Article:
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    United States Attorney's Office
    Central District of California

    Thom Mrozek
    Public Affairs Officer

    (213) 894-6947
    thom.mrozek@usdoj.gov



    Return to the 2009 Press Release Index
    Release No. 09-104

    August 18, 2009

    ORANGE COUNTY MAN WHO FALSELY CLAIMED TO BE ATTORNEY SENTENCED TO ADDITIONAL TWO YEARS IN FEDERAL PRISON

    SANTA ANA, California – A Newport Beach man convicted of falsely claiming to be an attorney to courts, real lawyers and paying clients has been sentenced to an additional two years in federal prison for again posing as a lawyer only days after he completed a seven-year prison term.

    Harold Goldstein, 64, was sentenced yesterday afternoon by United States District Judge David O. Carter, who imposed the maximum penalty for the violation of supervised release.

    Goldstein was arrested in June by the United States Probation Department on allegations that he violated the terms of his supervised release. Later that month, Judge Carter determined that the allegations were true and yesterday imposed the additional prison time.

    After being indicted in February 2003, Goldstein was convicted of making false declarations to courts by swearing under oath or penalty of perjury that he was an attorney licensed to practice in the State of California. He was also convicted of mail fraud for sending solicitation letters to inmates advertising his legal services. As part of his scheme, Goldstein stole the identity of a real attorney in Northern California. After extensive litigation, Goldstein was sentenced to seven years in prison.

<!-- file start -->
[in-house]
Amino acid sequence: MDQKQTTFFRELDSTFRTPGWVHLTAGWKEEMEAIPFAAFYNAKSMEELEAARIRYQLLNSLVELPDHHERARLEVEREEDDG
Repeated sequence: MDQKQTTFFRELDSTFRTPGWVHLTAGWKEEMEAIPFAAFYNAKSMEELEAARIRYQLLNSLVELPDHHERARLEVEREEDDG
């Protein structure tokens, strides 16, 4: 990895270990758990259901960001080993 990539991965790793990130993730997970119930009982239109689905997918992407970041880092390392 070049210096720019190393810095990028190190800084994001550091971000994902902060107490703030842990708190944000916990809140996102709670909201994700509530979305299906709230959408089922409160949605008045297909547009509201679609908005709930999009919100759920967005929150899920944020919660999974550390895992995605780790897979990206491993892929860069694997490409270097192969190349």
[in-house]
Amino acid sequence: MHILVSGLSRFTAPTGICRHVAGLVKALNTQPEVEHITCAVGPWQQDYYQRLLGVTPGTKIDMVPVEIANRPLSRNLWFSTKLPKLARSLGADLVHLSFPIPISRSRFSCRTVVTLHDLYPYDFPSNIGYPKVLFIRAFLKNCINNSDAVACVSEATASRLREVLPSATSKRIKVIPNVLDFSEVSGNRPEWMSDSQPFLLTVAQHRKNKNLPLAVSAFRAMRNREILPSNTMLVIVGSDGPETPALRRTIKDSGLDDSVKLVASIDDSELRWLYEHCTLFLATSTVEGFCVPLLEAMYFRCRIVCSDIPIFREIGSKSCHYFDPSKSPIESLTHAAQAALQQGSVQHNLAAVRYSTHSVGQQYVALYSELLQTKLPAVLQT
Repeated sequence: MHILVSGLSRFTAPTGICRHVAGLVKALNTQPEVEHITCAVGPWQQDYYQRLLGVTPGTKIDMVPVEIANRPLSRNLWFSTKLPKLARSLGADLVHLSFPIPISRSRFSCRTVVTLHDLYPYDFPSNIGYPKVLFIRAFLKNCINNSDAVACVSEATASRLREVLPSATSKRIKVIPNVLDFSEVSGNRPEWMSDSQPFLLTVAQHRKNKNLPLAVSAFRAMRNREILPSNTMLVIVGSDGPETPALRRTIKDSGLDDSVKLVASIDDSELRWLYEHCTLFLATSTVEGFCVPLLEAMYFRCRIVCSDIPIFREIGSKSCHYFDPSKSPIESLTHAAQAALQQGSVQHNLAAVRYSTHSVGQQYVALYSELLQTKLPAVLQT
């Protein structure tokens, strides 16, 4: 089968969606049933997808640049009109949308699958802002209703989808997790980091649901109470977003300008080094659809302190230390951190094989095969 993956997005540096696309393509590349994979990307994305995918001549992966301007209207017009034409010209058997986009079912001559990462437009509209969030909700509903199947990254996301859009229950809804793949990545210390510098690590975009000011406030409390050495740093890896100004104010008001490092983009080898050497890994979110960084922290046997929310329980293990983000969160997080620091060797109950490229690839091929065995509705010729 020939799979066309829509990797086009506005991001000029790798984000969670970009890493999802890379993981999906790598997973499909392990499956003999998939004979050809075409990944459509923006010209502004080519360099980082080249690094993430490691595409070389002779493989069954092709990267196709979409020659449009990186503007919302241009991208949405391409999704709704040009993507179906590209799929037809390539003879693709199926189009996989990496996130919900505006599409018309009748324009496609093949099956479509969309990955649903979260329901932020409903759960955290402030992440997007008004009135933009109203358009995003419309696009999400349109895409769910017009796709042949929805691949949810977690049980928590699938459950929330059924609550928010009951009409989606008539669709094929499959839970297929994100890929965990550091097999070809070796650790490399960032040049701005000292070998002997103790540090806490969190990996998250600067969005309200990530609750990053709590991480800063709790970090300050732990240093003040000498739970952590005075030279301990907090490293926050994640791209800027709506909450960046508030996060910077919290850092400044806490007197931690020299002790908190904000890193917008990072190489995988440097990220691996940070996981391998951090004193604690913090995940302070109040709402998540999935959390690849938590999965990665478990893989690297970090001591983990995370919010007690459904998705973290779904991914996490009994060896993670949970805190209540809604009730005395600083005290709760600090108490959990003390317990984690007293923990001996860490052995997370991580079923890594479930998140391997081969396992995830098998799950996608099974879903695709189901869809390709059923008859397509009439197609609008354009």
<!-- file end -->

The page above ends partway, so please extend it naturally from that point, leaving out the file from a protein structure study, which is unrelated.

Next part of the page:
Goldstein was released from prison on May 1, and a month later he was re-arrested for allegedly violating the terms of his supervised release by holding himself out as an attorney and working in the legal field without the approval of his probation officer. On June 1, Goldstein, posing as an attorney, posted an ad on Craigslist soliciting attorneys to work for him. When attorneys responded to the job ad, Goldstein represented that he was a retired or semi-retired attorney looking to contract with another attorney to do in-court legal work. Goldstein then requested the attorney’s letterhead and business cards.

    The case was investigated by the Federal Bureau of Investigation.

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    Release No. 09-104
    Return to the 2009 Press Release Index